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    $\begingroup$ +1 I was just writing up a comment to the same effect (though less thoroughly covering the idea). $\endgroup$ – Paul Sinclair Nov 29 '16 at 18:14
  • $\begingroup$ Try $\min$ and $\max$ as your intersection and union operators ... it will fulfill the distributive laws, though not the union property of the question. $\endgroup$ – Paŭlo Ebermann Nov 29 '16 at 19:51
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    $\begingroup$ Is it reasonable to summarize the math you did as "you can define anything you want, but it is difficult to define normal set operators such as union and intersection with 'negative elements' without breaking the existing properties of unions and intersections?" $\endgroup$ – Cort Ammon Nov 29 '16 at 23:15
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    $\begingroup$ +1 Great answer shame it was later and will have trouble getting upvoted enough. We really should use a different method of answer ordering. $\endgroup$ – DRF Nov 30 '16 at 9:02
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    $\begingroup$ @Aminopterin I understand completely. There has even been a debate about this on meta at some point. The issue is essentially that early (and reasonably good) answers get early points from people and later answers even if they are more detailed and better will have a hard time ever catching up since answers are ordered by points and many people don't necessarily scroll per the first or if they do give the first points too. $\endgroup$ – DRF Nov 30 '16 at 9:46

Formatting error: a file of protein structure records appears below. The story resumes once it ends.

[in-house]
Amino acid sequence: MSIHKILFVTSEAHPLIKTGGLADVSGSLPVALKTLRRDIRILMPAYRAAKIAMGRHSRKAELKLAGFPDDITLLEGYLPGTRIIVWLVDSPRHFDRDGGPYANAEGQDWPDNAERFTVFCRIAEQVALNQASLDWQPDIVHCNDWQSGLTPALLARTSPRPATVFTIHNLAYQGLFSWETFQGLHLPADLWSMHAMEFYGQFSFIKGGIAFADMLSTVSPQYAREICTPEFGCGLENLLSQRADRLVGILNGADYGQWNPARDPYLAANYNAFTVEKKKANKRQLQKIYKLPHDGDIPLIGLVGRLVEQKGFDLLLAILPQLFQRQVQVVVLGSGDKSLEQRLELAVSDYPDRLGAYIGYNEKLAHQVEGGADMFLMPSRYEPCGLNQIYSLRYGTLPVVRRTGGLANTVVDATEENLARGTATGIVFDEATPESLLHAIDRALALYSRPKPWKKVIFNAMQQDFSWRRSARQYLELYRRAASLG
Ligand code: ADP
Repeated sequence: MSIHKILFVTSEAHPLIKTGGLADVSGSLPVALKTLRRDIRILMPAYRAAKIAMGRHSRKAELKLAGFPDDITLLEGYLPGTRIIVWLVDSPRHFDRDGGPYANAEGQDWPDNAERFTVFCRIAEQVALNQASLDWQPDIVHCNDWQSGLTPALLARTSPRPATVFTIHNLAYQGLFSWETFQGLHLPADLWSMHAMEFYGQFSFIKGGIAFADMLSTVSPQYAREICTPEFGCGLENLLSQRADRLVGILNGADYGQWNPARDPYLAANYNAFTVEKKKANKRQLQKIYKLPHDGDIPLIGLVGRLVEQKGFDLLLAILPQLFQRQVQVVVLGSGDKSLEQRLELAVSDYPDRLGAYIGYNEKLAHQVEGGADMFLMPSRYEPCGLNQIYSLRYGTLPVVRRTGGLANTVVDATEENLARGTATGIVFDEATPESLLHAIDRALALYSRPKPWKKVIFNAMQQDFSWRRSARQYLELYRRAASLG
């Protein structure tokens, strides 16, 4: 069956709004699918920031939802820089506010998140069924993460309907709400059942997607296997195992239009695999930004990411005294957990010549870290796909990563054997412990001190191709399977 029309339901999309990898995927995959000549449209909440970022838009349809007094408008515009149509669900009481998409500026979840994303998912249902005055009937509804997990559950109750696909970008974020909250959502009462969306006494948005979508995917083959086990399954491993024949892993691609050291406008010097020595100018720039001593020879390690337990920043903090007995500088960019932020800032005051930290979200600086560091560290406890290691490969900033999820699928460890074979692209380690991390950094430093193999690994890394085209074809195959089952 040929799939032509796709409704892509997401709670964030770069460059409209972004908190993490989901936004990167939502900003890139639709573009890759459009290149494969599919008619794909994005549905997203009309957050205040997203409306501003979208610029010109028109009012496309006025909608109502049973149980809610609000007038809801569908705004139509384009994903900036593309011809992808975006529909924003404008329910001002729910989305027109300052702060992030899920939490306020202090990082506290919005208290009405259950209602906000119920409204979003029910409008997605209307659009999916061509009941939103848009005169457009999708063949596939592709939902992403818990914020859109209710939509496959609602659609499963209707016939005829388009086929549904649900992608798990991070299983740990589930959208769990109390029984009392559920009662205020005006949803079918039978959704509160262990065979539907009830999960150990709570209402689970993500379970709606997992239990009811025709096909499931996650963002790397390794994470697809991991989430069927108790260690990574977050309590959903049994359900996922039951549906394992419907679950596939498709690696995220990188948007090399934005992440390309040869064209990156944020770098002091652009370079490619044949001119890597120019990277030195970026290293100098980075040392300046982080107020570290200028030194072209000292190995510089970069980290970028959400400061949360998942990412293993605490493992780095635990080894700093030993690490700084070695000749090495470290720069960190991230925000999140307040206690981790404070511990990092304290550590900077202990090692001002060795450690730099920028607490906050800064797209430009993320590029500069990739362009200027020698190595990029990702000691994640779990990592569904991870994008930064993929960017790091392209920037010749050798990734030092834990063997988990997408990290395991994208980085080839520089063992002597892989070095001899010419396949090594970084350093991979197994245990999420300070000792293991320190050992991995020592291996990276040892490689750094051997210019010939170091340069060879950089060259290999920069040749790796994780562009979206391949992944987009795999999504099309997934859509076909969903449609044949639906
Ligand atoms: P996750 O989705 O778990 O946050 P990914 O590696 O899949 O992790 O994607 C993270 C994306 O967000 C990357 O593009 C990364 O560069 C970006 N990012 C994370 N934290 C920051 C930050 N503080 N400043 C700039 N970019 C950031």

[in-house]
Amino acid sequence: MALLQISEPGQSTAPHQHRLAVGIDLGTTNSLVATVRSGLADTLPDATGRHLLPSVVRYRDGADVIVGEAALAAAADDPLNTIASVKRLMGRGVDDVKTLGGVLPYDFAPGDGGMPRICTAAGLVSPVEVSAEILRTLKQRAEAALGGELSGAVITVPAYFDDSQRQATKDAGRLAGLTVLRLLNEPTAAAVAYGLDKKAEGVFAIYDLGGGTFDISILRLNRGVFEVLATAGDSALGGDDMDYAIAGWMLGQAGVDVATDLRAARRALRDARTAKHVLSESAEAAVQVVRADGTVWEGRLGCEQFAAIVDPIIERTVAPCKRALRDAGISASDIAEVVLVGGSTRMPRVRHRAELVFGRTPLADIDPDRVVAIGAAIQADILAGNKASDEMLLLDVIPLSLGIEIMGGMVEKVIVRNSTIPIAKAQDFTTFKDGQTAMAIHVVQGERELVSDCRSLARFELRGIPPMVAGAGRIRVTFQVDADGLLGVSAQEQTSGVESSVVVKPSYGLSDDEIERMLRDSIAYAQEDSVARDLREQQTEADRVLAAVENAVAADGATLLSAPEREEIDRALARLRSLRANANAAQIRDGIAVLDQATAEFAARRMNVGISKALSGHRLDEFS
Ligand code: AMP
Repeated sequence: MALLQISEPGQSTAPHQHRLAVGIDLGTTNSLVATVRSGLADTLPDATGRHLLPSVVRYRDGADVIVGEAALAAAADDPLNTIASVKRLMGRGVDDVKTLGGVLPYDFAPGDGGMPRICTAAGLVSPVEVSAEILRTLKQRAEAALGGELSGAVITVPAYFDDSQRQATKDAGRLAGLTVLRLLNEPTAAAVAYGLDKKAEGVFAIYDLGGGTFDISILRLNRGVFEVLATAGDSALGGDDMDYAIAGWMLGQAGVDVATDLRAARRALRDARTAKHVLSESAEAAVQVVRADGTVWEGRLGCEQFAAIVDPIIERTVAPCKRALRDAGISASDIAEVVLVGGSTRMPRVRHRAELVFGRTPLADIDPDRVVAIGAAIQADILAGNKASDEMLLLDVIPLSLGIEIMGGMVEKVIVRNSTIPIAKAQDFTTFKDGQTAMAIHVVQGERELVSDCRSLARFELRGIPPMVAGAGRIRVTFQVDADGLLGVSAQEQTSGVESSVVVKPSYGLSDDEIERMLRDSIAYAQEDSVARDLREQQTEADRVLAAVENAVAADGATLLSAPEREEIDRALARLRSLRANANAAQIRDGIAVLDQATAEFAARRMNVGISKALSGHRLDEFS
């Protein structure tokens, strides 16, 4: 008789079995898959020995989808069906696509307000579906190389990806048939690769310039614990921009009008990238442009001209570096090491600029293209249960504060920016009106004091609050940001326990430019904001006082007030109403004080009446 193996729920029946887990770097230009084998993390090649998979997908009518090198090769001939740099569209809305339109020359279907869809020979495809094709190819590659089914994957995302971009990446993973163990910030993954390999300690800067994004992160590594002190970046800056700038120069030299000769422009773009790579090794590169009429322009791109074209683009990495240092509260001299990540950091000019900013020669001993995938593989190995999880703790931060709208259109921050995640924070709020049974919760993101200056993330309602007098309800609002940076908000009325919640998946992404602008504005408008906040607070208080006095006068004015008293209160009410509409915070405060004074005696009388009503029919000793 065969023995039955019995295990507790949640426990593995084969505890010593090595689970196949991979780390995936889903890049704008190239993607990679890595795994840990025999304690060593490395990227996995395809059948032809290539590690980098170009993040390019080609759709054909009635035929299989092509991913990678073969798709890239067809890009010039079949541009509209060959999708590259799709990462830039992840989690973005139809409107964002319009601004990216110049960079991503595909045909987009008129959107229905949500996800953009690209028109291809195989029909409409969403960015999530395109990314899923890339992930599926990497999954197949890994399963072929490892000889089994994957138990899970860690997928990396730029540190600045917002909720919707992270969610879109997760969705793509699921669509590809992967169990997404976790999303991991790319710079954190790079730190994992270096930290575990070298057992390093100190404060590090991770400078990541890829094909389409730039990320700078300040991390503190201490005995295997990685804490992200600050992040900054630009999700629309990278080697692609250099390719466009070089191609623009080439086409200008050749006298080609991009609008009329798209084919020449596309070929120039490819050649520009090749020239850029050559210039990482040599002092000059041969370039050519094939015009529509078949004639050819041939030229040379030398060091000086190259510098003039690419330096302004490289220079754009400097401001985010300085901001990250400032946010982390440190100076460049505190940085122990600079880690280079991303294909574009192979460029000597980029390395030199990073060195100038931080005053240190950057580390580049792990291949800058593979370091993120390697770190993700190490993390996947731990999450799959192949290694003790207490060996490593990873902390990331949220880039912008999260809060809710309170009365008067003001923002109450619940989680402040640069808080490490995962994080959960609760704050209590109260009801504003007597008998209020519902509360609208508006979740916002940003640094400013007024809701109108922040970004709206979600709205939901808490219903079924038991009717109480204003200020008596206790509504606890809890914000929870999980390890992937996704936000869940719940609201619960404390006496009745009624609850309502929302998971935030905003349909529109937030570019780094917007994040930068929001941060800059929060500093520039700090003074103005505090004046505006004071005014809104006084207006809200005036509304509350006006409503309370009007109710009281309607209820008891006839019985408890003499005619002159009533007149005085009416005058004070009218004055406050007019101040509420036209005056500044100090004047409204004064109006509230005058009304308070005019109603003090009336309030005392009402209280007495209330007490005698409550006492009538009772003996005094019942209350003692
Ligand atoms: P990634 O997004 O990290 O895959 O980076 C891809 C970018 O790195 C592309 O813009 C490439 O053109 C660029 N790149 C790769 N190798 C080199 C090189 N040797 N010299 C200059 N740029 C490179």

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This is an interesting question.

Clearly you have no problem with a set that contains some negative numbers, like the $B$ in your question. You're asking instead about something like a set with a negative number of elements.

That's not possible with the usual meaning of "set" so to get such "sets" you would have to invent an extension of that meaning. That kind of invention in mathematics has happened before. The numbers $1, 2, \ldots$ are good for counting. That system was usefully extended to include $0$ and the negative integers, even though it's a stretch to think of those as good for counting.

As for sets: yes the empty set turns out to be very useful. You'd want to invent "negative sets" if you stumbled across a problem where the idea would help you to a solution. The problem you started with doesn't seem to need such an invention, since ordinary sets containing negative numbers do the job when combined with a new operation on sets that creates a new set by forming a union and "cancelling" when a number and its negative match.

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  • $\begingroup$ wait, negative numbers and set union don't work the way he described. as has been pointed out $\{1,2,3\}\cup \{-3\}=\{1,2,3,-3\}\neq\{1,2\}$ $\endgroup$ – Gabriel Burns Nov 29 '16 at 16:01
  • $\begingroup$ @GabrielBurns Right. Edited thanks. $\endgroup$ – Ethan Bolker Nov 29 '16 at 16:13